The private spaceflight company SpaceX installed an astronaut walkway at Launch Pad 39A at NASA’s Kennedy Space Center in Florida last Monday. The walkway will allow astronauts to get from the launch tower to SpaceX’s Crew Dragon spaceship, which will sit atop SpaceX’s 230-foot-tall (70 meters) Falcon 9 rocket.
A reused Falcon 9 booster carried 10 satellites into orbit from California’s Vandenberg Air Force Base north of Los Angeles on Friday, leaving behind a trail of mystery and wonder as it soared into orbit.
SpaceX launched a mysterious Air Force X-37B space plane ahead of Irma’s arrival
Elon Musk’s space company can add another first to its ever-increasing list. Only two days ago, it successfully launched the U.S. Air Force’s X-37B experimental space plane. This is the first time for SpaceX to launch the X-37B, which has run four missions previously but the launch vehicle was always United Launch Alliance Atlas 5 rocket.
The launch was scheduled for September 7 at Cape Canaveral, just days ahead of the potential landfall of Hurricane Irma and there is a chance to be postponed due to weather. Continue reading “SpaceX Successfully Launches Air Force’s Space Plane on Secret Mission”
NASA’s Kennedy Space Center could soon be under water due to global warming.
Sea levels are rising and the multi-billion dollar complex is already seeing the effects of climate change. It appears, the land under the center is slowly sinking into the ocean. The Space Center in Florida may have to abandon some of its launchpads and facilities within a decade.
NASA partnering with the U.S. Geological Survey has been doing research on erosion happening along a 6-mile stretch of beach between the iconic launch pads 39A and 39B which have been used for the Apollo missions to the moon and many space shuttle flights.
The majority of NASA’s facilities are located at the edge of the sea for logistical reasons. If failures happened, they would be less dangerous to the public when launching rockets or testing spacecrafts over water. Continue reading “The Kennedy Space Center May Soon Be Underwater”
A Space X Falcon 9 rocket exploded at Cape Canaveral
An explosion at Space X launch site has rocked Cape Canaveral on Thursday morning. The incident took place just after 9 a.m. at Launch Complex 40 while an unmanned Falcon 9 rocket was being test-fired ahead of a scheduled launch at 3 a.m. on Saturday, said NASA. Continue reading “Explosion Rocks SpaceX Launch Pad”
SpaceX plans to store and refurbish rockets at Port Canaveral.
SpaceX is planning to lease a building at Port Canaveral and may build another facility.
SpaceX’s Falcon 9 rocket made its way through Cape Canaveral on June 6 from Port Canaveral and it was the fourth reusable rocket that was brought back to the Cape and is moving into storage now. The private space flight company has successfully recovered a launched rocket three times on an ocean barge floting in the Atlantic Ocean Continue reading “SpaceX Planning Rocket Storage at Port Canaveral”
The Boeing Company is the title sponsor of the upcoming Heroes & Legends, a renewed, interactive attraction featuring the U.S. Astronaut Hall of Fame, announced Therrin Protze, chief operating officer of the Kennedy Space Center Visitor Complex during an official ceremony on Friday. It will be the first time in more than 50 years that the complex has entered into an agreement with a corporate sponsor. Protze said that Boeing “as a leader in the human exploration of space” will bring “a rich history and exciting future” to the new attraction. He added that the two parts of the agreement are so passionate to “share the stories of the heroic men and women who have sacrificed so much and inspired so many.” Continue reading “Boeing to be Title Sponsor of New Astronaut Hall of Fame”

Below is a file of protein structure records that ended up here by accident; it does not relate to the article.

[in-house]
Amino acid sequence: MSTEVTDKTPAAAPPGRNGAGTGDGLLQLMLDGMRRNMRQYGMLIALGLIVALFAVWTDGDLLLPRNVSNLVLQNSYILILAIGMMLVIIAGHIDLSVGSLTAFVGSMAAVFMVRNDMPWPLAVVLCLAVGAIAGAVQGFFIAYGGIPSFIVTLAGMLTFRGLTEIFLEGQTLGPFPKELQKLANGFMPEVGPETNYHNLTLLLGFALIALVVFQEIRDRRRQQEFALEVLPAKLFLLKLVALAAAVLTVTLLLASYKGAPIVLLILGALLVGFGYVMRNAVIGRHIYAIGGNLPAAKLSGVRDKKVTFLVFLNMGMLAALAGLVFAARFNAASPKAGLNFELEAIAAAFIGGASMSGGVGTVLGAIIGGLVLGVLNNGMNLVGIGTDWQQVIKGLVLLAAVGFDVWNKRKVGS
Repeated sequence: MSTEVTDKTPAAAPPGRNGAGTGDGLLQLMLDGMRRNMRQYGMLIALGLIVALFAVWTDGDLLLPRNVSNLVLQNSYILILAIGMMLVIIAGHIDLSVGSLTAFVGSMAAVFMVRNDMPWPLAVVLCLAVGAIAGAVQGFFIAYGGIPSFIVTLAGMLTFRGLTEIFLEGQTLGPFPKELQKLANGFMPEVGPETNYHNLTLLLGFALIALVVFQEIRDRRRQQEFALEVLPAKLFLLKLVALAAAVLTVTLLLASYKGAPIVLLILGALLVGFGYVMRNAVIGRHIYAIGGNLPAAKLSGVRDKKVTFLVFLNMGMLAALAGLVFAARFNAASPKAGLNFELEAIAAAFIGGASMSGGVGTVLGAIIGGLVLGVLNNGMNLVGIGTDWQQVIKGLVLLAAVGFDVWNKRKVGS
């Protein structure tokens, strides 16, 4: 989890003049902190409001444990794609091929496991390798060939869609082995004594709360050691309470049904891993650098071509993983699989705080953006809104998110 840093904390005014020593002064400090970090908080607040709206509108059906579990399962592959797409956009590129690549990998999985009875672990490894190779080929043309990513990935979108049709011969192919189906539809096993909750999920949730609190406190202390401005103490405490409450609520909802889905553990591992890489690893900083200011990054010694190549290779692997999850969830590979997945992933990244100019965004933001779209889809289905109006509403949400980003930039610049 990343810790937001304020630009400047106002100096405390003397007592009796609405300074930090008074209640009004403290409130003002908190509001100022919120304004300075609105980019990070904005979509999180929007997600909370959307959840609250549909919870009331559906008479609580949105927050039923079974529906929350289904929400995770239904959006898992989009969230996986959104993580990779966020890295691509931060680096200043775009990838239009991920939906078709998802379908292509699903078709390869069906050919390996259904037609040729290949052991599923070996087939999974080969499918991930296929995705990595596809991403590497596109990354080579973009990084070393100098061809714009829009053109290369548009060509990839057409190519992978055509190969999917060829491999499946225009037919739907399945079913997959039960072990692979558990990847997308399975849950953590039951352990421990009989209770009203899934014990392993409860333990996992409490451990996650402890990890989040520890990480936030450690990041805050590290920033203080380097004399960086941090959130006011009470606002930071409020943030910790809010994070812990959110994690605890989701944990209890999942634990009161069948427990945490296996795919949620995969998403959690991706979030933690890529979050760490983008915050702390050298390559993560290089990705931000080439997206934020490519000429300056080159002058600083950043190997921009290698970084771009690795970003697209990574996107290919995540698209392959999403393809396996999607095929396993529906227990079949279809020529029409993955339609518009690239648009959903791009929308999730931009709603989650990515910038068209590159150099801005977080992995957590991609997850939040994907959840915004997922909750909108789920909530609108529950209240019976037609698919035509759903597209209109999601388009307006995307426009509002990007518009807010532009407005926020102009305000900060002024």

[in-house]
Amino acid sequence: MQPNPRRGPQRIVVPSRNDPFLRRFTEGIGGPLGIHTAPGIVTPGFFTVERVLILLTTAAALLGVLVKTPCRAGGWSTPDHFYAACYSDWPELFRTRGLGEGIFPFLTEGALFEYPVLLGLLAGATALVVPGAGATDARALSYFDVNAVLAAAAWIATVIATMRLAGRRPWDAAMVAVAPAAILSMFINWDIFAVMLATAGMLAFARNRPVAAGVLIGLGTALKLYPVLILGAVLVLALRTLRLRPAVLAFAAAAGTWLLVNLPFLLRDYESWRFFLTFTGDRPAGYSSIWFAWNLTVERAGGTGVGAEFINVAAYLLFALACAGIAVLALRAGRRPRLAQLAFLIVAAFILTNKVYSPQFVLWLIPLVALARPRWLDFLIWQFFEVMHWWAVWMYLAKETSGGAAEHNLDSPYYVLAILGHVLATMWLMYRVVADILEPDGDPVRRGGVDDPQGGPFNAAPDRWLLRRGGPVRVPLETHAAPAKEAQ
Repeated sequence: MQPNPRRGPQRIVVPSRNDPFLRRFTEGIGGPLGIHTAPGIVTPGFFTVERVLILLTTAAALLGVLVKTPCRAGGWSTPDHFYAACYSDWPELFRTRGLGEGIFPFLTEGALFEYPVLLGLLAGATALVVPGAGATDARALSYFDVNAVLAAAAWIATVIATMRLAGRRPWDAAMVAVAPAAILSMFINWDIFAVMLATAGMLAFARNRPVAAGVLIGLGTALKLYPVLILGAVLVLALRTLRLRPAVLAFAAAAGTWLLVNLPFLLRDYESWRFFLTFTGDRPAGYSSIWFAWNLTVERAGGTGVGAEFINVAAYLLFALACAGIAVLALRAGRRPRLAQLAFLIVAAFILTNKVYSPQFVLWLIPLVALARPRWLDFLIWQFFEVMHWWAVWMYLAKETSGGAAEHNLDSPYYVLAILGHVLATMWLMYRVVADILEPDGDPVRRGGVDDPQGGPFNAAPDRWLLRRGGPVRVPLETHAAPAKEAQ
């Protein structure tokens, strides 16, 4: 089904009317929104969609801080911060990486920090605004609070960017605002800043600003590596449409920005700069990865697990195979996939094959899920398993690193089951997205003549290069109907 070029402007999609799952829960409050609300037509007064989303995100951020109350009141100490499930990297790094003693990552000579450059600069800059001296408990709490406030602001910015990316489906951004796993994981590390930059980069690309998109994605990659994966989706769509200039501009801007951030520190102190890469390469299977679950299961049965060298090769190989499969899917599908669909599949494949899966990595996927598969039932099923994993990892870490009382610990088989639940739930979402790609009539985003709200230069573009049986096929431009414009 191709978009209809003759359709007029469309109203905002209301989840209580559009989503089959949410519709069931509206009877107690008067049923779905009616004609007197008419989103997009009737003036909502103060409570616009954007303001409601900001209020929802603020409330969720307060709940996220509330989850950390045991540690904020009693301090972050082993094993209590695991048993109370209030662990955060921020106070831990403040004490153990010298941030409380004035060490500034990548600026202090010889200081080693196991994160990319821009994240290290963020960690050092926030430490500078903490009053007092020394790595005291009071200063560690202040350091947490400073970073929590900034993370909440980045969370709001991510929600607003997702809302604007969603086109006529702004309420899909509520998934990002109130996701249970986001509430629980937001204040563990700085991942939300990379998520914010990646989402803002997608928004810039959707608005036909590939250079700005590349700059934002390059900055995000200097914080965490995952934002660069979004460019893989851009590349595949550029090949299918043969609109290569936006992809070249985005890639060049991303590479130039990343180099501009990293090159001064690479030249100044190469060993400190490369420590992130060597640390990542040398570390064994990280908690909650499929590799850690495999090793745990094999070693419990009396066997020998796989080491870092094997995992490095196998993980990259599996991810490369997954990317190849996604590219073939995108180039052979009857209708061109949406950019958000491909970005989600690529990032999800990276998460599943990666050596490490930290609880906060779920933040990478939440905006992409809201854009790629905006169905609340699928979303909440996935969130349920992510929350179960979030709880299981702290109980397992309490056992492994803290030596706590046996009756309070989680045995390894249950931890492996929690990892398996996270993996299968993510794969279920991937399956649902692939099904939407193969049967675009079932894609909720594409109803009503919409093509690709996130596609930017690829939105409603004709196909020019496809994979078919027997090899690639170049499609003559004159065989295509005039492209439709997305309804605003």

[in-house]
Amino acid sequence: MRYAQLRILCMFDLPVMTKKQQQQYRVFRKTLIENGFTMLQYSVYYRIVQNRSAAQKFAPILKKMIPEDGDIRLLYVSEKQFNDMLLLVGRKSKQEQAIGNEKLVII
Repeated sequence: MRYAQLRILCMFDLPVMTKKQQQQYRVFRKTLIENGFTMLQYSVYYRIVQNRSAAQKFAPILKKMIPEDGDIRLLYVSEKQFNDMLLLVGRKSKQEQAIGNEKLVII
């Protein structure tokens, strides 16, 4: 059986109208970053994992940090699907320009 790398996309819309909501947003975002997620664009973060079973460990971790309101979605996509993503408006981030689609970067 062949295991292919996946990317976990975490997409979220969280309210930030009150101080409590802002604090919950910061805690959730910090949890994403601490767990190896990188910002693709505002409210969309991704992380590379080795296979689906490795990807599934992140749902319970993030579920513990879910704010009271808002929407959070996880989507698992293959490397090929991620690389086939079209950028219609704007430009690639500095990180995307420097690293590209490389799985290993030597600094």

NASA has successfully launched its next-generation spacecraft Orion atop a Delta IV Heavy rocket from Kennedy Space Center on the east coast of the US state of Florida. At 7:05 am local time on Friday the launch pad in Cape Canaveral was shrouded in a bloom of fire and dense smoke.
After delayed several times, the lift-off of the unmanned space capsule had been scheduled for 7:05 am Thursday but the first attempt had failed due to a number of technical issues: gusty winds forced automatic aborts and the launch window was extended to 14:44 GMT; two valves failed to close properly, and an unauthorized boat entered the launch area.
This is the first launch of a US spacecraft in more than 40 years to take humans further than the Moon. After the last American spacecraft had transported a group of astronauts to the ISS (International Space Station), the US human spaceflight program had been on hold for about three years and American astronauts had to use Russian shuttles to be transported to the ISS; and Russia was paid $71 million per passage.
The first phase of the flight will be conducted with a Delta 4 Heavy rocket which is known as the biggest booster rocket in the US fleet. The rocket is built by the United Launch Alliance, a joint venture of Lockheed Martin and Boeing. The next Orion missions will be powered by the Space Launch System.
This first test flight will test the guidance systems, onboard computers and other electronic systems during a passage through a dangerous radiation zone, the heat shield, as well as the parachute systems of the craft when landing in the Pacific Ocean. Orion is loaded with 1,200 sensors to record and measure the data during the flight the flight in every detail; its computers can handle 400 million instructions per second.
A second unmanned flight has been planned for 2018. In the 2020s and 2030s NASA is planning to send humans to Mars.
As you can see, Mars will no longer be just the Red Planet from the science fiction movies but maybe a new holiday destination in the not too distant future.